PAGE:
Etymology: Middle English schare, from Old English scear; akin to Old High German scaro plowshare, Old English scieran to cut — more at shear
Date: before 12th century
Etymology: Middle English, from Old English scearu cutting, tonsure; akin to Old English scieran to cut
Date: 14th century
a. a portion belonging to, due to, or contributed by an individual or group
b. one's full or fair portion <has had his share of bad luck> 2. a. the part allotted or belonging to one of a number owning together property or interest b. any of the equal portions into which property or invested capital is divided; specifically any of the equal interests or rights into which the entire stock of a corporation is divided and ownership of which is regularly evidenced by one or more certificates c. plural, chiefly British stock 7c(1) III. verb (shared; sharing) Date: 1590 transitive verb 1. to divide and distribute in shares ; apportion — usually used with out <shared out the land among his heirs> 2. a. to partake of, use, experience, occupy, or enjoy with others b. to have in common <they share a passion for opera> 3. to grant or give a share in — often used with with <shared the last of her water with us> 4. to tell (as thoughts, feelings, or experiences) to others — often used with with intransitive verb 1. to have a share — used with in <we all shared in the fruits of our labor> 2. to apportion and take shares of something 3. to talk about one's thoughts, feelings, or experiences with others • sharer noun Synonyms: share, participate, partake mean to have, get, or use in common with another or others. share usually implies that one as the original holder grants to another the partial use, enjoyment, or possession of a thing <shared my toys with the others>. participate implies a having or taking part in an undertaking, activity, or discussion <participated in sports>. partake implies accepting or acquiring a share especially of food or drink <partook freely of the refreshments>.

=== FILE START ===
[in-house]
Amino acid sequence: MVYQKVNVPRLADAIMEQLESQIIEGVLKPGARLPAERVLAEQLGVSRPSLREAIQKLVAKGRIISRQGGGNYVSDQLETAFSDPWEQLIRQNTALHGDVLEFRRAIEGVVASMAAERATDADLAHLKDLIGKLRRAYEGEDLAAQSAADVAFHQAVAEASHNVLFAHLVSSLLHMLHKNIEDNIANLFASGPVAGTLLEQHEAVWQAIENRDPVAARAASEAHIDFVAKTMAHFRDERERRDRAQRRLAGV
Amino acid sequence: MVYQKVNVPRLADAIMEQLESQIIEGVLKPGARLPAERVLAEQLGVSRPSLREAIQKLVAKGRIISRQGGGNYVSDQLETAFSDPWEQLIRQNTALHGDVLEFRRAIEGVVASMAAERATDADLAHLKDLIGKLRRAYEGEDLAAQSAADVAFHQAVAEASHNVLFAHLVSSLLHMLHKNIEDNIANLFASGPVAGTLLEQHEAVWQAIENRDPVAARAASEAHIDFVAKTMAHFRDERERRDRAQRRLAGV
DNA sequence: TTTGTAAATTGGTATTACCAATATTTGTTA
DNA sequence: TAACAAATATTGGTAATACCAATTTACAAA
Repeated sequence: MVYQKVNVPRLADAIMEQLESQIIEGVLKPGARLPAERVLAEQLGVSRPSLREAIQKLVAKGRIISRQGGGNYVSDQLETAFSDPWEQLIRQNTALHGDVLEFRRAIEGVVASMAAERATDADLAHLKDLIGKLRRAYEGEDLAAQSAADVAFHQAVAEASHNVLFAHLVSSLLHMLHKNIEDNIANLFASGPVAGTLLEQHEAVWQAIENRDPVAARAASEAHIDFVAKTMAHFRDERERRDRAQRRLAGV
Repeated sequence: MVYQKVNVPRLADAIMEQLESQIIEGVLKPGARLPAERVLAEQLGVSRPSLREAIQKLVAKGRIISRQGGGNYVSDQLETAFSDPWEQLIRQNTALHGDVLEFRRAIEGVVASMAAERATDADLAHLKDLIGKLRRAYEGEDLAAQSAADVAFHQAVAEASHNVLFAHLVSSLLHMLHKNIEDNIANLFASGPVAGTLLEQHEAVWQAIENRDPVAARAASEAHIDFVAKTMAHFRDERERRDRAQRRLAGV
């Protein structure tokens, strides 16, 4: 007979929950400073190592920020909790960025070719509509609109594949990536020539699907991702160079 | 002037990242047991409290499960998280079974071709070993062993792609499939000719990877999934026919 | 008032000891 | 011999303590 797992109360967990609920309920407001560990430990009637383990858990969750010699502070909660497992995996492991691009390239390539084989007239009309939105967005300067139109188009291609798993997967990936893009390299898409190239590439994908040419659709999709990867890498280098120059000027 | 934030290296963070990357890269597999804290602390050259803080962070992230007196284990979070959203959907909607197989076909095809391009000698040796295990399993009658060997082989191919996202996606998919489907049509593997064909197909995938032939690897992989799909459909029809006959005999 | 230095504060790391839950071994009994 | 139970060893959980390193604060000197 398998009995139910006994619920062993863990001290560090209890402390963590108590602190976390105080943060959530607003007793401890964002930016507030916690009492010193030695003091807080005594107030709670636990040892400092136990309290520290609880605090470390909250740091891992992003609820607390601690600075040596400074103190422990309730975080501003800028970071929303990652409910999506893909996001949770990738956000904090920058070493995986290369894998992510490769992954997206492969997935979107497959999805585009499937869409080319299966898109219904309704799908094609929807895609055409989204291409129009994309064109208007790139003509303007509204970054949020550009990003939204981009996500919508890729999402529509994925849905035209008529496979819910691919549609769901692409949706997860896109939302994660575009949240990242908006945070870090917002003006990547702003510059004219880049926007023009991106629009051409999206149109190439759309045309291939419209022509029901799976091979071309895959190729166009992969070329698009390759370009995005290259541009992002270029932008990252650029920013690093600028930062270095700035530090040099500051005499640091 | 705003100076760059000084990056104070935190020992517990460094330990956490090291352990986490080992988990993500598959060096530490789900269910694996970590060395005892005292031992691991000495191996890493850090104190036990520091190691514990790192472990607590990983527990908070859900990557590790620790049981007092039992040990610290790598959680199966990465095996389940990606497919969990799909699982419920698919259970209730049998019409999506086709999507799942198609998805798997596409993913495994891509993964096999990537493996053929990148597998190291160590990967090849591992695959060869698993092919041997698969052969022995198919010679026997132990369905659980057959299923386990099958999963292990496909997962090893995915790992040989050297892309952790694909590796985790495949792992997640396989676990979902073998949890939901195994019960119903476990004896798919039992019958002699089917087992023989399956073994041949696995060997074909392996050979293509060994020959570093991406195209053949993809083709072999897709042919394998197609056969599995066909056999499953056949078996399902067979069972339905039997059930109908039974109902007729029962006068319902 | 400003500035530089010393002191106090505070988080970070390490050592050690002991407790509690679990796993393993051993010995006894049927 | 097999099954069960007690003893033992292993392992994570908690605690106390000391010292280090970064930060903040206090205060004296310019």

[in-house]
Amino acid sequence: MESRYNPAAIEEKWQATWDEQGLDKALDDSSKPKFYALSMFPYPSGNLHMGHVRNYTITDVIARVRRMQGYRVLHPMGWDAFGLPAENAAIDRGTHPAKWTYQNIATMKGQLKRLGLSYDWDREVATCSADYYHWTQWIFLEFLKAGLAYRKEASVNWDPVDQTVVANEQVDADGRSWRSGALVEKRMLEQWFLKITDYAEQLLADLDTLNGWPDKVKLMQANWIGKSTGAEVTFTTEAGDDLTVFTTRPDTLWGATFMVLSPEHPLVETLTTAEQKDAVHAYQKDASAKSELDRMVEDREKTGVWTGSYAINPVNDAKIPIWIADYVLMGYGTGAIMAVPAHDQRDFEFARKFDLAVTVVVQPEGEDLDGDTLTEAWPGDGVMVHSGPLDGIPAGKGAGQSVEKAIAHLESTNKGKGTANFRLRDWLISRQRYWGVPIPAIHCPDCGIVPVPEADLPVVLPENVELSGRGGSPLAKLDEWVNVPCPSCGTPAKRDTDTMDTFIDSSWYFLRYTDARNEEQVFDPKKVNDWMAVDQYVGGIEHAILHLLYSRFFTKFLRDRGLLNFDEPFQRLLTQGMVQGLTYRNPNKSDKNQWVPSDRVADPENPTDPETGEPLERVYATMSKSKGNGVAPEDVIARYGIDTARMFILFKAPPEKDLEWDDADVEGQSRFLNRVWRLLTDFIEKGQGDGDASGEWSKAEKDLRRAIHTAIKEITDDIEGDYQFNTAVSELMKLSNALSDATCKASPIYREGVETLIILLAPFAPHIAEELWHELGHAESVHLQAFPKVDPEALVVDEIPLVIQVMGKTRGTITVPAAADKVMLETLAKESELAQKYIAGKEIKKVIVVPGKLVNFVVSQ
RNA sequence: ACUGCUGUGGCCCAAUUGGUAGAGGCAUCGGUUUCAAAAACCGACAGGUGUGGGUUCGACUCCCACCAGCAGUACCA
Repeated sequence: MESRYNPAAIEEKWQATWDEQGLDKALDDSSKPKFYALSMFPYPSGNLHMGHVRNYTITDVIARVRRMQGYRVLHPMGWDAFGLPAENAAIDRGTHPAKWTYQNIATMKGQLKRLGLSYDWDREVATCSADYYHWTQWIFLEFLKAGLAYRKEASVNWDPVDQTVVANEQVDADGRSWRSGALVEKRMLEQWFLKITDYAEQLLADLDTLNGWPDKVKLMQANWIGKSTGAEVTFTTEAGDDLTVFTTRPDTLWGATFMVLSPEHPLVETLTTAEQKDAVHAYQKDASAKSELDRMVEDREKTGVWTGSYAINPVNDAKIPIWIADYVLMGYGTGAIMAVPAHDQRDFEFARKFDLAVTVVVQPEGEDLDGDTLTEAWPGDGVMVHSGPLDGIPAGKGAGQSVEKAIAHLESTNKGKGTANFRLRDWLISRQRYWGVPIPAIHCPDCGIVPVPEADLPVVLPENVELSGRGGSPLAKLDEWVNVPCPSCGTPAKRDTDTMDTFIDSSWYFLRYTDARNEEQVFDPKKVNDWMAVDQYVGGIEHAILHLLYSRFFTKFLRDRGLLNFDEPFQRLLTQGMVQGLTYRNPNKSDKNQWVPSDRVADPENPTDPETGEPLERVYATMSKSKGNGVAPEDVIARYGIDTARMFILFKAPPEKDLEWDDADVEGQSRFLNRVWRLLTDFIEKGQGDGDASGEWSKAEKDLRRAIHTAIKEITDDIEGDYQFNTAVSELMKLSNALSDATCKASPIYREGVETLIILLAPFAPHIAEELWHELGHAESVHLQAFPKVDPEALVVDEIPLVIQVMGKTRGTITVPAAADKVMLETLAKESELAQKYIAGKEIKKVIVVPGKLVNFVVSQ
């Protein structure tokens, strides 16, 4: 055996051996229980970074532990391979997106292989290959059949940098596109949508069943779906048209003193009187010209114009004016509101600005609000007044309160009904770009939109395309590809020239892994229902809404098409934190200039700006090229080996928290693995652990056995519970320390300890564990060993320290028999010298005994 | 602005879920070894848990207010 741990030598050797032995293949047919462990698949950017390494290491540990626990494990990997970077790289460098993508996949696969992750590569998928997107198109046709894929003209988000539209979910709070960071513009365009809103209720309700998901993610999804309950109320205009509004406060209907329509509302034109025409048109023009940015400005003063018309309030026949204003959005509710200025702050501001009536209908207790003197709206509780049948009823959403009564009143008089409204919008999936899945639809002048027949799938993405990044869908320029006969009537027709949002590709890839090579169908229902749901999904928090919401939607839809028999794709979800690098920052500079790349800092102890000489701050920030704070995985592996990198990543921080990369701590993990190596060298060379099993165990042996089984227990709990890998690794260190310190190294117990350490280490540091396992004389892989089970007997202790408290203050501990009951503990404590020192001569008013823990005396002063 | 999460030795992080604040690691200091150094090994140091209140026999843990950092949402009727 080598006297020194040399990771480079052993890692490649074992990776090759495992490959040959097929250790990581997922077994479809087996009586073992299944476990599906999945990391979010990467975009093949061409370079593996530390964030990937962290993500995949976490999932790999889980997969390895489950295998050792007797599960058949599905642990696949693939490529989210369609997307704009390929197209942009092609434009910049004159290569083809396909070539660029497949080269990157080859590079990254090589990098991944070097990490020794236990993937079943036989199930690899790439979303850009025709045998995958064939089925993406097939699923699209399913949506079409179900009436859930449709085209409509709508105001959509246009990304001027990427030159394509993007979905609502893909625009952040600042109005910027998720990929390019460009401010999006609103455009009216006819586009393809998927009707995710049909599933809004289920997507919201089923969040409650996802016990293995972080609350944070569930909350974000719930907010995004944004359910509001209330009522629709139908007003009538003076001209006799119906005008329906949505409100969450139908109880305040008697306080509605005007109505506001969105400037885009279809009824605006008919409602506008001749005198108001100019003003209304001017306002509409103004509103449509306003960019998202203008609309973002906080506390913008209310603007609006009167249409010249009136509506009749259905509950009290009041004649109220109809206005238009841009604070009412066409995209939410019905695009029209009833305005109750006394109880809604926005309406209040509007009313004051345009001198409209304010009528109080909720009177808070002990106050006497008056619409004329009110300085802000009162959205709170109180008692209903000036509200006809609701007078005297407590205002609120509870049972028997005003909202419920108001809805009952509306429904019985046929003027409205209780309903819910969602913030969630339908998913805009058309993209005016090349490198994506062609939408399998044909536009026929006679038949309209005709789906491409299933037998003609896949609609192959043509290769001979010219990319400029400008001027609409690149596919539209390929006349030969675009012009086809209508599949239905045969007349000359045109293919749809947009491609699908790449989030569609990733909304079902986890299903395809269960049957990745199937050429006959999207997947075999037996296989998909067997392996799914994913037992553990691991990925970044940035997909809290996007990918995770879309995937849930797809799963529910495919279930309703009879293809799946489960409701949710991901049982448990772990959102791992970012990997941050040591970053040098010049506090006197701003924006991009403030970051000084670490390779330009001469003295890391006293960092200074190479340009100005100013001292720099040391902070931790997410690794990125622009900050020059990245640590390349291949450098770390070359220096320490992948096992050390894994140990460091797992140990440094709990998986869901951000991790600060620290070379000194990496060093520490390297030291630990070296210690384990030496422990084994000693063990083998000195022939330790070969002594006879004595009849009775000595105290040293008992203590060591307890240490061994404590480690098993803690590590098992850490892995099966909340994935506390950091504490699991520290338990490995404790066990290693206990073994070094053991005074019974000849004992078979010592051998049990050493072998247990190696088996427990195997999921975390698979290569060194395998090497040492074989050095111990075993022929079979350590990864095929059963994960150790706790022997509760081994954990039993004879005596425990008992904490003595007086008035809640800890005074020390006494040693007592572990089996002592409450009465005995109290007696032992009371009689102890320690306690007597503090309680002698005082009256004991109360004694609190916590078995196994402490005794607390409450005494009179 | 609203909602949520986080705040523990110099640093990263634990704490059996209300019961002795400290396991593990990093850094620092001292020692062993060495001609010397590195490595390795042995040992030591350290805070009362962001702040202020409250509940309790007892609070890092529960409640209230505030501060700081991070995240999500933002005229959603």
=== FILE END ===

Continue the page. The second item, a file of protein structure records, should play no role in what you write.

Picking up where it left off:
New Collegiate Dictionary. 2001.